Green Infrastructure Planning Grants Awarded to Fairbanks and Soldotna
DNR/DEC award $84,000 in grants to Alaska communities
(Anchorage, AK) – The Department of Natural Resources (DNR) has awarded grants to the cities of Fairbanks and Soldotna for green infrastructure projects that demonstrate innovative methods for preventing water pollution and improving water quality.
Stormwater runoff from impervious surfaces like parking lots, buildings, and roads pollute lakes, rivers, and oceans. Fairbanks and Soldotna will test and demonstrate practices and materials that are new to Alaska and evaluate their effectiveness and cost in northern climates. The projects also meet the goals of the federal economic recovery program of creating jobs and contributing to the local economy.
The Department of Environmental Conservation received stimulus funds for Water Quality Management Planning and partnered with the DNR Community Forestry Program to administer grants to communities.
The City of Fairbanks will receive $44,000 for small‐scale demonstration projects and development of a Green Infrastructure Resource Guide for homeowners. The city will partner with the Cold Climate Housing Research Center, GW Scientific, and Fairbanks Soil & Water Conservation District to select green projects to demonstrate based on their feasibility in cold climates, cost, and effectiveness in reducing the quantity of, and pollutants in, runoff.
A team of experts will select five residences through an application process to demonstrate projects such as rain gardens. The city will provide up to $500 in matching funds for materials and/or labor costs. The team will document the construction process by taking “before and after” and “step‐by-step” photographs, and tracking materials, costs, and labor hours.
Information gained through the demonstrations plus design drawings and photographs will be compiled in the Green Infrastructure Resource Guide. The guide will be available at local libraries, the Alaska State Library, Georgeson Botanical Garden, and on various websites.
The Fairbank Soil & Water Conservation District will show how to construct some of the simpler green infrastructure applications, e.g., a rain barrel for water reuse, through several public venues. They will also explain the problems caused by runoff and offer simple and effective solutions.
The City of Soldotna will be granted $40,000 to design and construct the first “green” parking lot on the Kenai Peninsula. The Kenai Watershed Forum will partner with the city to build the parking area in Soldotna Creek Park at the confluence with the Kenai River. The park is located within the core of Soldotna, an ideal location for an education and demonstration project.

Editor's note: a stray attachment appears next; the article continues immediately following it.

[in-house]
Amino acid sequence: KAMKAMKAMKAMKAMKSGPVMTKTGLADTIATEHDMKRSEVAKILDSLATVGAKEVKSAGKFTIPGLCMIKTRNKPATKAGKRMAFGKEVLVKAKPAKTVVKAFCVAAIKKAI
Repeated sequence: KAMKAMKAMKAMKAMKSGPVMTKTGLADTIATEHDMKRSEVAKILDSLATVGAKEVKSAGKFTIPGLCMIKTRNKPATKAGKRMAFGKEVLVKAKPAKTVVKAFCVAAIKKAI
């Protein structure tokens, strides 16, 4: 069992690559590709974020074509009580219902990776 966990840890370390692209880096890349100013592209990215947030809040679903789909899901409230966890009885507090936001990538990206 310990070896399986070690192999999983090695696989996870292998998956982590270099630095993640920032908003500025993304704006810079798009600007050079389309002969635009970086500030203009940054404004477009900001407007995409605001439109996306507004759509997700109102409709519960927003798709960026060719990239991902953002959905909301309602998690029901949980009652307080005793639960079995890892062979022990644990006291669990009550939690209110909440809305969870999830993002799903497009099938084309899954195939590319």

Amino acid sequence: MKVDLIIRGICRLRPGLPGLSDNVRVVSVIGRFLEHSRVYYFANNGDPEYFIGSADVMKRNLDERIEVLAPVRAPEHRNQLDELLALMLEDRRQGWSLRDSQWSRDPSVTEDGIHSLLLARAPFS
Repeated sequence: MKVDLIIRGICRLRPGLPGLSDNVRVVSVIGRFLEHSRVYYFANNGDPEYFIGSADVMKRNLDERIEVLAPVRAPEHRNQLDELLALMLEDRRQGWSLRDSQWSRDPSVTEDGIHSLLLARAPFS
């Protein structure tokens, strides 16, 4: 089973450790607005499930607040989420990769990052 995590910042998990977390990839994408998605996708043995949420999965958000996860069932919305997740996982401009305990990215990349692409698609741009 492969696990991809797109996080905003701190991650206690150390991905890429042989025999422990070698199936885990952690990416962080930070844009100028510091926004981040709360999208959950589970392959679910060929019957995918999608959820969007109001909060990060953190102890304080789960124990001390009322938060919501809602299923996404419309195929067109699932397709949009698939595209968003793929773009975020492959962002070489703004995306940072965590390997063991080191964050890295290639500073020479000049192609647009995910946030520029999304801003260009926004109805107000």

The 13-space parking area will demonstrate use of a pervious surface that will allow water and snow melt to soak into the soil rather than carrying sediments and pollutants into the river. Vegetated swales will retain 100 percent of the stormwater on-site during spring thaw and heavy rainfall. Signs will describe the design and benefits of green parking lots.
The city and KWF will monitor the site for two years to evaluate the effectiveness of the design and the materials used. The site plan, design, and lessons learned will be available for other property owners who want to reduce stormwater runoff through on-site retention and permeable surfaces.
In a larger planning effort, the City and KWF will create a map showing high-priority areas within the city that would benefit the most from future on-site stormwater retention projects.
DNR and DEC encourage cities in Alaska to take advantage of the experience Fairbanks and Soldotna will gain and adapt these practices to their conditions. Cities may also improve water quality and reduce the high cost of managing stormwater by maintaining and increasing the most valuable and functional green infrastructure in a city – the trees. Trees, forests, and other natural areas in cities intercept, reduce, and remove pollutants from stormwater, often at a much lower cost than common engineered solutions
The state offers technical and financial assistance to help cities manage trees and forests to maximize their benefits and to develop other green solutions for stormwater treatment. Those with questions may contact Patricia Joyner, DNR’s Community Forestry Program coordinator at (907) 269-8465 or firstname.lastname@example.org. Additional information may be found on the DEC and DNR websites: http://www.dec.alaska.gov/water/ and http://www.dnr.alaska.gov/forestry/community# #
Posted: February 5, 2010